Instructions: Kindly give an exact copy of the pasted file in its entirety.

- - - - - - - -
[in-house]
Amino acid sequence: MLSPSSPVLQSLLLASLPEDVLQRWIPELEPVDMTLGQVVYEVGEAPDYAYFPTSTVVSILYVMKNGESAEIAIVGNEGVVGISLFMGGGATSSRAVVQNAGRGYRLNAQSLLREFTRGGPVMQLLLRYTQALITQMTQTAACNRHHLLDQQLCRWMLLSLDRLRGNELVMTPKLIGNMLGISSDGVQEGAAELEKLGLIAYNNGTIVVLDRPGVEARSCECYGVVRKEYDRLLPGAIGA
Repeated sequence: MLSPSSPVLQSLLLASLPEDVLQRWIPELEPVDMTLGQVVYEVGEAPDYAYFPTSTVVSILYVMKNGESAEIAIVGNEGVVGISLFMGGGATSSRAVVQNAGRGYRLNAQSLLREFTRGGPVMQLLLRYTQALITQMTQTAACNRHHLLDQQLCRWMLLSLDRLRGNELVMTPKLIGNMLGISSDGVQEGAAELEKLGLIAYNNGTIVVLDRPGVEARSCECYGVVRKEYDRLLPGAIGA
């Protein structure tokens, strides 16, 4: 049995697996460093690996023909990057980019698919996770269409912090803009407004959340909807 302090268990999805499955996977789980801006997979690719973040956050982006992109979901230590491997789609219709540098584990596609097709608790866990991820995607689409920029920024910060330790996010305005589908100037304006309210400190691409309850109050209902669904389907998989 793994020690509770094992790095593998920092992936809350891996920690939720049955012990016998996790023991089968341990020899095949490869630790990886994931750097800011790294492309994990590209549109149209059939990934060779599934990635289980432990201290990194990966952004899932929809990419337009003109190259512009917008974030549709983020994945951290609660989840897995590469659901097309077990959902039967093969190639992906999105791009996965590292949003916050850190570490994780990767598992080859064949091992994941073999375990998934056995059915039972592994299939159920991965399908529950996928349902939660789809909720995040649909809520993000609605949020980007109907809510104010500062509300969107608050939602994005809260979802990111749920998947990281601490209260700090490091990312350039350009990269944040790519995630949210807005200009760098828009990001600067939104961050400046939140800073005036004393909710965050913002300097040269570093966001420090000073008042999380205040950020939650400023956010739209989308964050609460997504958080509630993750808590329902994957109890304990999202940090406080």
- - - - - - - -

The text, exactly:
[in-house]
Amino acid sequence: MLSPSSPVLQSLLLASLPEDVLQRWIPELEPVDMTLGQVVYEVGEAPDYAYFPTSTVVSILYVMKNGESAEIAIVGNEGVVGISLFMGGGATSSRAVVQNAGRGYRLNAQSLLREFTRGGPVMQLLLRYTQALITQMTQTAACNRHHLLDQQLCRWMLLSLDRLRGNELVMTPKLIGNMLGISSDGVQEGAAELEKLGLIAYNNGTIVVLDRPGVEARSCECYGVVRKEYDRLLPGAIGA
Repeated sequence: MLSPSSPVLQSLLLASLPEDVLQRWIPELEPVDMTLGQVVYEVGEAPDYAYFPTSTVVSILYVMKNGESAEIAIVGNEGVVGISLFMGGGATSSRAVVQNAGRGYRLNAQSLLREFTRGGPVMQLLLRYTQALITQMTQTAACNRHHLLDQQLCRWMLLSLDRLRGNELVMTPKLIGNMLGISSDGVQEGAAELEKLGLIAYNNGTIVVLDRPGVEARSCECYGVVRKEYDRLLPGAIGA
């Protein structure tokens, strides 16, 4: 049995697996460093690996023909990057980019698919996770269409912090803009407004959340909807 302090268990999805499955996977789980801006997979690719973040956050982006992109979901230590491997789609219709540098584990596609097709608790866990991820995607689409920029920024910060330790996010305005589908100037304006309210400190691409309850109050209902669904389907998989 793994020690509770094992790095593998920092992936809350891996920690939720049955012990016998996790023991089968341990020899095949490869630790990886994931750097800011790294492309994990590209549109149209059939990934060779599934990635289980432990201290990194990966952004899932929809990419337009003109190259512009917008974030549709983020994945951290609660989840897995590469659901097309077990959902039967093969190639992906999105791009996965590292949003916050850190570490994780990767598992080859064949091992994941073999375990998934056995059915039972592994299939159920991965399908529950996928349902939660789809909720995040649909809520993000609605949020980007109907809510104010500062509300969107608050939602994005809260979802990111749920998947990281601490209260700090490091990312350039350009990269944040790519995630949210807005200009760098828009990001600067939104961050400046939140800073005036004393909710965050913002300097040269570093966001420090000073008042999380205040950020939650400023956010739209989308964050609460997504958080509630993750808590329902994957109890304990999202940090406080």